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Friday, June 5, 2009

What do the ratings mean?

At the end of each post, I give the pizza a letter grade, from A+ to F. So what do those mean?
Well, not much, frankly. My main intent in each post is to describe the pizza, not to judge it. Since opinions about pizza differ so much, whether I like it isn't necessarily going to be that helpful to you, unless you and I have the same likes and dislikes, which is unlikely.
I try not to let my prejudices and preconceptions get in the way, but there's no getting around the fact that for me, the ideal pizza has a thin crust, as well as certain other attributes, and I'm not sure that any pizza without those characteristics could ever rate an A+ from me. But that's why I always try to describe, as objectively as I can, the appearance, texture and flavor of the crust, cheese, and other components of the pizza, so that even if I didn't care for it, you can decide for yourself whether it sounds like a pizza you might like to try.
For the same reason, I try to stay away from purely subjective terminology. I may say that a crust was soggy, or that the sauce was salty or the cheese was burnt, but never simply that the pizza "sucked."
Having said all that, I know that inevitably my subjective reactions are going to creep in anyway, and I figure, as long as I'm at it, I may as well throw in a rating at the end. I try to stay fairly consistent by checking how I've rated other pizzas, so that one place doesn't end up with a higher or lower rating based simply on what mood I was in or how hungry I was at the time, but it's an imprecise system at best.
Another variable, of course, is the time and day when I visit. Maybe I got a slice that had been sitting out for a half hour, and had I arrived five minutes later, I could've gotten one fresh out of the oven. Or maybe the Wednesday lunchtime employee isn't as skilled a pizzaiolo as the Saturday night person. But that's the pizzeria's problem, not mine; if a chain is only as strong as its weakest link, then a pizzeria is only as good as its worst pizza.
I'm probably a little bit of a harsh grader, compared to most people. To some people, "C" sounds like a bad grade, but to me, "C" means average. Not bad, just average. If you need a pizza fix, it'll do.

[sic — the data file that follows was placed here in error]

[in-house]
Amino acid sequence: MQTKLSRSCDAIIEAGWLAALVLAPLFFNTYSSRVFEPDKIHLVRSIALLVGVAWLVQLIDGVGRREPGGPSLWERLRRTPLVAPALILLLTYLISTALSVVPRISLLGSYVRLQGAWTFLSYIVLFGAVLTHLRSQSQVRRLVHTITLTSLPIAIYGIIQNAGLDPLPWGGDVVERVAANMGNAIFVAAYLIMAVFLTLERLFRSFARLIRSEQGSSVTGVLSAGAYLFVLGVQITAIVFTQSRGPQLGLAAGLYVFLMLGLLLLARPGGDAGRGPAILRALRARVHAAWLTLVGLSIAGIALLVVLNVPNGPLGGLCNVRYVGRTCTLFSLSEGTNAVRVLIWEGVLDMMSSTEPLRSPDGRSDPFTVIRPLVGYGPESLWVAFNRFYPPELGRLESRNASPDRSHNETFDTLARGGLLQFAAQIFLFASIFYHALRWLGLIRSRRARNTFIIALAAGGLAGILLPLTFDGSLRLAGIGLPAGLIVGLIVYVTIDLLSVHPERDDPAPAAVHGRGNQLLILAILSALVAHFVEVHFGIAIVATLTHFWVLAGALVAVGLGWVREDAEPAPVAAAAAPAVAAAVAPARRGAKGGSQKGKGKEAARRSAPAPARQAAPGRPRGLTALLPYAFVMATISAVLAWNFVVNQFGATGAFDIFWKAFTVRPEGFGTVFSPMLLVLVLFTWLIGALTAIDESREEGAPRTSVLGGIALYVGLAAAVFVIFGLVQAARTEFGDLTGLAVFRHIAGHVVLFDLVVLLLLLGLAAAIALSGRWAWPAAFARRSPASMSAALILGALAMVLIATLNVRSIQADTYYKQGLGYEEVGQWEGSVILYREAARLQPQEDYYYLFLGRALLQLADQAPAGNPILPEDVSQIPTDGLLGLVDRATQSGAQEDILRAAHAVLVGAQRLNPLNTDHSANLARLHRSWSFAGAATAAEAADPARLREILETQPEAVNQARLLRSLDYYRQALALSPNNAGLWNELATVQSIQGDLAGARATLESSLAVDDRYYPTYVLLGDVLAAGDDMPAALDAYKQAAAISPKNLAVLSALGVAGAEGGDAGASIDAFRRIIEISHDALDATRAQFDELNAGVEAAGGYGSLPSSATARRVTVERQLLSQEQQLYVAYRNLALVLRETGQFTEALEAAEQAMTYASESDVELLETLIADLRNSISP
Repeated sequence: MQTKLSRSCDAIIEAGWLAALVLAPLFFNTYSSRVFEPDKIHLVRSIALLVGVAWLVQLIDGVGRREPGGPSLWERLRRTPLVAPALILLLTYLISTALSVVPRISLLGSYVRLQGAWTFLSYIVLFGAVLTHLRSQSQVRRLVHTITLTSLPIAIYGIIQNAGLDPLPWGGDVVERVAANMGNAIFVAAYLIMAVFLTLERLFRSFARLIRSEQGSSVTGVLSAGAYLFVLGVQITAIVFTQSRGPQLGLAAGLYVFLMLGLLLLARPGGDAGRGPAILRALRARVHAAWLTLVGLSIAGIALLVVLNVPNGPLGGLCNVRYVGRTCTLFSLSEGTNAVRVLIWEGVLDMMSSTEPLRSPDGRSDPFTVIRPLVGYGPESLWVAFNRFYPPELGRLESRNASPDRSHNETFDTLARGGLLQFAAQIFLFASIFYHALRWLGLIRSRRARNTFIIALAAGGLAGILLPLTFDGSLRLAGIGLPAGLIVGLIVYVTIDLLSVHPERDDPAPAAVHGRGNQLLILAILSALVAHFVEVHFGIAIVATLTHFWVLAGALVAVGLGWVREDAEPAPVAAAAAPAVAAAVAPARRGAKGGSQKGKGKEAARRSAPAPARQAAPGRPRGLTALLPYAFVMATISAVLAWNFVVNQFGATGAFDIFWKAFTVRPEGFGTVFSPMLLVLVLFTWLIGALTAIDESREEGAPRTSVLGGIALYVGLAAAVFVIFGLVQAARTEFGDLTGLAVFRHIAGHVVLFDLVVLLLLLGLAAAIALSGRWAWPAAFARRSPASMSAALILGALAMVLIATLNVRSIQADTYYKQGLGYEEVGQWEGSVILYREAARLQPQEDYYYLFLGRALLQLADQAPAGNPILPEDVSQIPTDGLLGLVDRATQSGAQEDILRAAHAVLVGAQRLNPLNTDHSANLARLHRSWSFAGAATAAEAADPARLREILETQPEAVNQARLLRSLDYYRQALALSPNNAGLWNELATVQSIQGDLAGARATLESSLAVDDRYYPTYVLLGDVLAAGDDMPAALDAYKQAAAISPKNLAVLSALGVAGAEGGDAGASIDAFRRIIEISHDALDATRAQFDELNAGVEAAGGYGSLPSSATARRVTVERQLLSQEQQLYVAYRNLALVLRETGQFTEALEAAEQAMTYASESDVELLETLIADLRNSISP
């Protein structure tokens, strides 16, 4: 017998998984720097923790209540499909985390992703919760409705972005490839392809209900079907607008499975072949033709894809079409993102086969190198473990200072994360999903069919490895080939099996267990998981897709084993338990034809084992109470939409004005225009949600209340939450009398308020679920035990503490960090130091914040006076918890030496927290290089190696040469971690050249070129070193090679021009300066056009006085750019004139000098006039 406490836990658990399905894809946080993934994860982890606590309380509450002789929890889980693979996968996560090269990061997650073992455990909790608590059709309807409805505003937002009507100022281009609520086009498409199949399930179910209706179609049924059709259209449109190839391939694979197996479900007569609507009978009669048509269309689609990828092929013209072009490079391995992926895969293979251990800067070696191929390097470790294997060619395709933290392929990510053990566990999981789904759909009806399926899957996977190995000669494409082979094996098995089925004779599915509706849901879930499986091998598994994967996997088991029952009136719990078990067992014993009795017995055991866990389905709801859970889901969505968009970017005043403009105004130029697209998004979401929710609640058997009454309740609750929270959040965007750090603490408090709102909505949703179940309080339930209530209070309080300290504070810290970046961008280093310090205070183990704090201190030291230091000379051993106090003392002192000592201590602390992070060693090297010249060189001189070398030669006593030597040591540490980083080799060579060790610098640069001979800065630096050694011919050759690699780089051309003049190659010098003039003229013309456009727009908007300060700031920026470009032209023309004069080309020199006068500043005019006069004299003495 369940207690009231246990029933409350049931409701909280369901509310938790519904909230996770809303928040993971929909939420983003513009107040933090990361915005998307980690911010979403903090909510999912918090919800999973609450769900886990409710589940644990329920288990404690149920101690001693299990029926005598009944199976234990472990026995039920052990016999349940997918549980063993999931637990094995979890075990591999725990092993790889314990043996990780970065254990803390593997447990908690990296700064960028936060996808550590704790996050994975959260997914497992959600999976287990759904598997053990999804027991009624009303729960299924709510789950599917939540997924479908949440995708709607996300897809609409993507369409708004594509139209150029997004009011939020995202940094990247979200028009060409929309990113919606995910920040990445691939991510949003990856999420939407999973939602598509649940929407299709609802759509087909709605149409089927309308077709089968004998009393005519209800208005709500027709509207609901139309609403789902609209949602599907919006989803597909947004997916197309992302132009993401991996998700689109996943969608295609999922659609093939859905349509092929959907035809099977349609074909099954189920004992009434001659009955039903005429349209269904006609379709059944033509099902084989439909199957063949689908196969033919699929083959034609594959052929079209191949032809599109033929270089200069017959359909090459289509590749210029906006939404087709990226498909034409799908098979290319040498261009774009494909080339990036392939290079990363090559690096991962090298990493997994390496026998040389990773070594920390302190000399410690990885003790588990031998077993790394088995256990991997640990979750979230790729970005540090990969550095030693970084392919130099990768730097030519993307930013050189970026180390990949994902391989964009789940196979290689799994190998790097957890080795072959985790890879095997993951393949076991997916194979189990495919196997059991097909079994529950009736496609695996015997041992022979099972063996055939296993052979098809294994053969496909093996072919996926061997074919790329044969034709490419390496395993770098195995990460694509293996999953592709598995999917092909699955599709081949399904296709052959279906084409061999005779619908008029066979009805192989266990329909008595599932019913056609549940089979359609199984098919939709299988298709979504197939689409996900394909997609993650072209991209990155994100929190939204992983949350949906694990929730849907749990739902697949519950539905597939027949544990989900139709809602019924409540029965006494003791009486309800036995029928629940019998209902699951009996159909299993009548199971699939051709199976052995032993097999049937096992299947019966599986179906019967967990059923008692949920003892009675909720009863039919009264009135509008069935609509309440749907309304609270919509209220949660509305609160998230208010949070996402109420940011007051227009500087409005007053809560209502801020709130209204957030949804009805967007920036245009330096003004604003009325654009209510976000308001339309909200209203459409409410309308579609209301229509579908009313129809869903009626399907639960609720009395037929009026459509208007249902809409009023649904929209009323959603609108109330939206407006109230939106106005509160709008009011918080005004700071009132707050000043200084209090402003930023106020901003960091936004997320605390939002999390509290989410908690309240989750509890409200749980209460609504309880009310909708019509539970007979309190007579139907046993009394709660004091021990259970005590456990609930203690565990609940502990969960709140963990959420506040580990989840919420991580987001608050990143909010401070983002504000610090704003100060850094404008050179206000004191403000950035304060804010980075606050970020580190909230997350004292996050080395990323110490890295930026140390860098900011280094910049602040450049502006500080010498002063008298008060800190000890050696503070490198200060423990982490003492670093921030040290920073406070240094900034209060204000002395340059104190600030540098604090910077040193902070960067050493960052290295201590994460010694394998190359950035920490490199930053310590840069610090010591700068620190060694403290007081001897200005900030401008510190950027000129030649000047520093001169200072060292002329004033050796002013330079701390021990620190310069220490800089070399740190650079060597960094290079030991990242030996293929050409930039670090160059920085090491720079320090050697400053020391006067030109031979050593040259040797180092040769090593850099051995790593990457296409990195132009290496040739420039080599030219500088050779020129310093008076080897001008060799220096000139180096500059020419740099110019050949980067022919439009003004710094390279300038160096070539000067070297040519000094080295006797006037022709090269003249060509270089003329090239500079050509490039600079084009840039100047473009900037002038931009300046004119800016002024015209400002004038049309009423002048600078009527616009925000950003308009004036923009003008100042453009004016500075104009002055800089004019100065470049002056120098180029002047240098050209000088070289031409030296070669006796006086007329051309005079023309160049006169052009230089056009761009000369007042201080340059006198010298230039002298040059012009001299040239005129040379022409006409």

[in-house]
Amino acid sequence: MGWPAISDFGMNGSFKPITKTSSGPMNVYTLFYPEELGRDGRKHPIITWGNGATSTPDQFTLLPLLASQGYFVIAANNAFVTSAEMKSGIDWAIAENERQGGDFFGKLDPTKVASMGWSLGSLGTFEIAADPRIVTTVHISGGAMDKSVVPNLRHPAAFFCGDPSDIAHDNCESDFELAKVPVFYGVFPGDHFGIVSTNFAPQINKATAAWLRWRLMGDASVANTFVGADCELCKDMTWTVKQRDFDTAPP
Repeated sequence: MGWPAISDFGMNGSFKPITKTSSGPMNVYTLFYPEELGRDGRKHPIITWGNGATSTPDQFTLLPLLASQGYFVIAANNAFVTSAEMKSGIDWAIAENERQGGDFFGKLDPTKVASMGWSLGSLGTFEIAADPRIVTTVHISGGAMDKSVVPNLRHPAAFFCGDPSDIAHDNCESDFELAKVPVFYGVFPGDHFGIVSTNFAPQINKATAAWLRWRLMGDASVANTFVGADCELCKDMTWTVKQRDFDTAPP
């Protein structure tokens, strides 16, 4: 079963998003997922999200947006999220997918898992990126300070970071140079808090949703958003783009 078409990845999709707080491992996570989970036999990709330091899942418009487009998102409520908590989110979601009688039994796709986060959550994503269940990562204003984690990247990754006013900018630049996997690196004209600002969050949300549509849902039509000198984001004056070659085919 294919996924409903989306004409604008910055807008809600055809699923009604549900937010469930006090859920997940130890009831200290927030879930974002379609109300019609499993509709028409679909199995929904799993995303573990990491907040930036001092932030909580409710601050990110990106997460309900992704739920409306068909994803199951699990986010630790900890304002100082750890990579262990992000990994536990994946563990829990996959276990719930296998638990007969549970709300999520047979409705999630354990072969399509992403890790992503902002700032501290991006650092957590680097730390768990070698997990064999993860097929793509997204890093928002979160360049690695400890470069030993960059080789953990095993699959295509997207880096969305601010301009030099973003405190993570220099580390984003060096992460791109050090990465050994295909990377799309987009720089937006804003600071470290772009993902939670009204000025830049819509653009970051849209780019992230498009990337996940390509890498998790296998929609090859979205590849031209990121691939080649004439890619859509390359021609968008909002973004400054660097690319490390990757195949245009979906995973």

"B" is a cut above average. Among the better pizza places around. Worth driving a little out of your way, or spending a little bit more for.
"A" is truly great. Among the best pizza in the area.
"A+" is reserved for world-class pizza, the kind you'll remember all your life, on a par with my all-time favorite, Patsy's in New York City. I may never find an A+ pizza around here, though I hope I do.
"D" is good enough to eat, but only if you've already spent the money on it. F is not worth eating even if you've already paid for it.
The bottom line, then, is that the grades are rough guides to my overall impressions of a pizza at the particular time when I tried it, based on its objective characteristics and my subjective preferences. No more, no less. So if I give your favorite pizza a lower grade than you think it deserves, by all means voice your opinion in the comments section, but don't get your blood pressure up over it.

1 comment:

  1. Pizza Guy,

    Great blog! I don't feel like I am alone now for all of the pizza that I have been eating the past few months. At least your eating from real pizzerias. I have gotten myself involved with frozen pizza reviews and can't quit now.

    This is an excellent point about reviews. Reviews are always subjective so to try and isolate a reviewer's opinions is a challenging task. Trying to describe the pizza the best that you can is a good way to be objective for the readers. They can then take the information that you have presented them and interpret it how they please.

    Come visit some time.


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